The accurate prediction of residue-residue contacts, critical for maintaining the native fold of a protein, remains an open problem in the field of structural bioinformatics. Interest in this long-standing problem has increased recently with algorithmic improvements and the rapid growth in the sizes of sequence families. Progress could have major impacts in both structure and function prediction to name but two benefits. Sequence-based contact predictions are usually made by identifying correlated mutations within multiple sequence alignments (MSAs), most commonly through the information-theoretic approach of calculating mutual information between pairs of sites in proteins. These predictions are often inaccurate because the true covariation signal in the MSA is often masked by biases from many ancillary indirect-coupling or phylogenetic effects. Here we present a novel method, PSICOV, which introduces the use of sparse inverse covariance estimation to the problem of protein contact prediction. Our method builds on work which had previously demonstrated corrections for phylogenetic and entropic correlation noise and allows accurate discrimination of direct from indirectly coupled mutation correlations in the MSA. PSICOV displays a mean precision substantially better than the best performing normalized mutual information approach and Bayesian networks. For 118 out of 150 targets, the L/5 (i.e. top-L/5 predictions for a protein of length L) precision for long-range contacts (sequence separation >23) was ≥ 0.5, which represents an improvement sufficient to be of significant benefit in protein structure prediction or model quality assessment. The PSICOV source code can be downloaded from
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              Assessing the utility of coevolution-based residue-residue contact predictions in a sequence- and structure-rich era.

              Recently developed methods have shown considerable promise in predicting residue-residue contacts in protein 3D structures using evolutionary covariance information. However, these methods require large numbers of evolutionarily related sequences to robustly assess the extent of residue covariation, and the larger the protein family, the more likely that contact information is unnecessary because a reasonable model can be built based on the structure of a homolog. Here we describe a method that integrates sequence coevolution and structural context information using a pseudolikelihood approach, allowing more accurate contact predictions from fewer homologous sequences. We rigorously assess the utility of predicted contacts for protein structure prediction using large and representative sequence and structure databases from recent structure prediction experiments. We find that contact predictions are likely to be accurate when the number of aligned sequences (with sequence redundancy reduced to 90%) is greater than five times the length of the protein, and that accurate predictions are likely to be useful for structure modeling if the aligned sequences are more similar to the protein of interest than to the closest homolog of known structure. These conditions are currently met by 422 of the protein families collected in the Pfam database.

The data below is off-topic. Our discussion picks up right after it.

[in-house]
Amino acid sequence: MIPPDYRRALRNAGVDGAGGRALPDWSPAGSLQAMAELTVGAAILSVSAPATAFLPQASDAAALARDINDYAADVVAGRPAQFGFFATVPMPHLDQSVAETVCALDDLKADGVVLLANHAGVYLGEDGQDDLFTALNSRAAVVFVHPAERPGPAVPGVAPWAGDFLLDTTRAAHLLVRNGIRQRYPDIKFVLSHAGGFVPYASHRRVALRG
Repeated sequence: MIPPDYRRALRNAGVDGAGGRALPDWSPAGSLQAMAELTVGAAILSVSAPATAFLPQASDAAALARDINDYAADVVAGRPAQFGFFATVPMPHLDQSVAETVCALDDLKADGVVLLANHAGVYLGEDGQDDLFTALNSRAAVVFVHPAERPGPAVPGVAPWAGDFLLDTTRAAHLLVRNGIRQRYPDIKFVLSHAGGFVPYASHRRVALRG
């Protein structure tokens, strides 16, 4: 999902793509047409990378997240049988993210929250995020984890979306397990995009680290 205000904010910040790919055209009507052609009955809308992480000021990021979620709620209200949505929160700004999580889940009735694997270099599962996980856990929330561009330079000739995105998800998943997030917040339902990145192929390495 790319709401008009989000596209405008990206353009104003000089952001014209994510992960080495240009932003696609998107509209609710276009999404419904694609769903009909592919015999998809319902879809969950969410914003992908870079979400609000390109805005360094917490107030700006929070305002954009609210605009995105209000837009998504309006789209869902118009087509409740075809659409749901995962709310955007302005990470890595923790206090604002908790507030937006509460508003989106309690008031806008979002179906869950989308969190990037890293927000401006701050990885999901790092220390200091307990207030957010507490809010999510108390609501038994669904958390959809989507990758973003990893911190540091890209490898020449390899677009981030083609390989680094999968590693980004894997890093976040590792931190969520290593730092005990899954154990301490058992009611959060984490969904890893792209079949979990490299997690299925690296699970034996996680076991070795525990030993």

Author and article information

                Nucleic Acids Res
                Nucleic Acids Res
                Nucleic Acids Research
                Oxford University Press
                02 July 2018
                22 May 2018
                22 May 2018
                : 46
                : Web Server issue
                : W432-W437
                [1 ]School of Computer Science and Technology, Hangzhou Dianzi University, China
                [2 ]King Abdullah University of Science and Technology (KAUST), Saudi Arabia
                [3 ]Toyota Technological Institute at Chicago, USA
                [4 ]Institute for Interdisciplinary Information Sciences, Tsinghua University, China
                Author notes
                To whom correspondence should be addressed. Email: jinboxu@ . Correspondence may also be addressed to Qing Wu. Email:  wuqing@

                The authors wish it to be known that, in their opinion, the first three authors should be regarded as Joint First Authors.

                © The Author(s) 2018. Published by Oxford University Press on behalf of Nucleic Acids Research.

                This is an Open Access article distributed under the terms of the Creative Commons Attribution Non-Commercial License (, which permits non-commercial re-use, distribution, and reproduction in any medium, provided the original work is properly cited. For commercial re-use, please contact journals.permissions@

                Page count
                Pages: 6
                Funded by: National Institutes of Health 10.13039/100000002
                Award ID: R01GM089753
                Funded by: National Science Foundation 10.13039/100000001
                Award ID: DBI-1564955
                Web Server Issue